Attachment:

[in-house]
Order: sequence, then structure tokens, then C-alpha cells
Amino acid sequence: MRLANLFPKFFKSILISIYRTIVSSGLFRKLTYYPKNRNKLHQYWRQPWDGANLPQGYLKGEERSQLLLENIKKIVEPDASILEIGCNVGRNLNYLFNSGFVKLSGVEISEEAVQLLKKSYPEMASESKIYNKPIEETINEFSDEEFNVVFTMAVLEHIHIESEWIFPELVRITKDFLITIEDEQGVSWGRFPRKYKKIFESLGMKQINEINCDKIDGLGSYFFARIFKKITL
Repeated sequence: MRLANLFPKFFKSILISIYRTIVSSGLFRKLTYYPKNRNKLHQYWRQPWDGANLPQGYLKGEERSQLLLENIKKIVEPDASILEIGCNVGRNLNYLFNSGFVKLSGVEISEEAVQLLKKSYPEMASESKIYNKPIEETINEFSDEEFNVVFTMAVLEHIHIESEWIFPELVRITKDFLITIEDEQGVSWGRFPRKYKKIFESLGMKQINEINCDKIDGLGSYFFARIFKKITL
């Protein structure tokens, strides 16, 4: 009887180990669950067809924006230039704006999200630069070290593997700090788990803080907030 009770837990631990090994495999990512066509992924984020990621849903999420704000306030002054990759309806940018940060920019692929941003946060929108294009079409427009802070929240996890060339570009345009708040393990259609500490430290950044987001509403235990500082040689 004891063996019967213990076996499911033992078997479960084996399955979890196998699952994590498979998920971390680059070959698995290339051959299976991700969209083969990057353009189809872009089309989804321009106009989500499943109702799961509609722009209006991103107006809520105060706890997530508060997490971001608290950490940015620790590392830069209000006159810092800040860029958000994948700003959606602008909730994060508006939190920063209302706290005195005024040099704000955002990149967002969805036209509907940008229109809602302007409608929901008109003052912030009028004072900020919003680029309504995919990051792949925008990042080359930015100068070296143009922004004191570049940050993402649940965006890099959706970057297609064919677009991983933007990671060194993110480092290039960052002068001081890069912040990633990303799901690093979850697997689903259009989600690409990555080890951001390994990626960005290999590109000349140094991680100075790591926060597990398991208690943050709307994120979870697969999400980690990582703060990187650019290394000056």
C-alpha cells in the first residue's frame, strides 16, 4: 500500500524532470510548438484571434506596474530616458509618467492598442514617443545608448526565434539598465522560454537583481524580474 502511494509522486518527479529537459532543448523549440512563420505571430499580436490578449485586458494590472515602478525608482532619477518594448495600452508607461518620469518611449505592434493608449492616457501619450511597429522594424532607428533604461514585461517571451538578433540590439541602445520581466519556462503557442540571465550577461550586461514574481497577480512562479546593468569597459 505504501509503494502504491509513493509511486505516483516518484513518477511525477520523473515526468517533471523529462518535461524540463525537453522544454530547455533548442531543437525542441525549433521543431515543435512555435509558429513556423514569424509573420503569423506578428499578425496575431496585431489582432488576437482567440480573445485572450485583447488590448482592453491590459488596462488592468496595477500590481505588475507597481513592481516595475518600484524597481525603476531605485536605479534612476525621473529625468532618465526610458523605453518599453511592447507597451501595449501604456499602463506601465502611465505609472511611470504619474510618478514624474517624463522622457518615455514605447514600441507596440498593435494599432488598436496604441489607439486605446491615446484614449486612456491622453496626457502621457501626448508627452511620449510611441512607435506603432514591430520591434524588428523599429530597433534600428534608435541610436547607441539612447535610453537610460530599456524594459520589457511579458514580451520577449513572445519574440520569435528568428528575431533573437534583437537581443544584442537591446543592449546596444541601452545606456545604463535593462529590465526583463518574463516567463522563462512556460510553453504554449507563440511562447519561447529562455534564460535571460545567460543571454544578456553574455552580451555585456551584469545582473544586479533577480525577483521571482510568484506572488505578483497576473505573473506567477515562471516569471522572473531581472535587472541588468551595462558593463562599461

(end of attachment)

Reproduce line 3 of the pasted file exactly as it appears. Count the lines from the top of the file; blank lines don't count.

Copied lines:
Amino acid sequence: MRLANLFPKFFKSILISIYRTIVSSGLFRKLTYYPKNRNKLHQYWRQPWDGANLPQGYLKGEERSQLLLENIKKIVEPDASILEIGCNVGRNLNYLFNSGFVKLSGVEISEEAVQLLKKSYPEMASESKIYNKPIEETINEFSDEEFNVVFTMAVLEHIHIESEWIFPELVRITKDFLITIEDEQGVSWGRFPRKYKKIFESLGMKQINEINCDKIDGLGSYFFARIFKKITL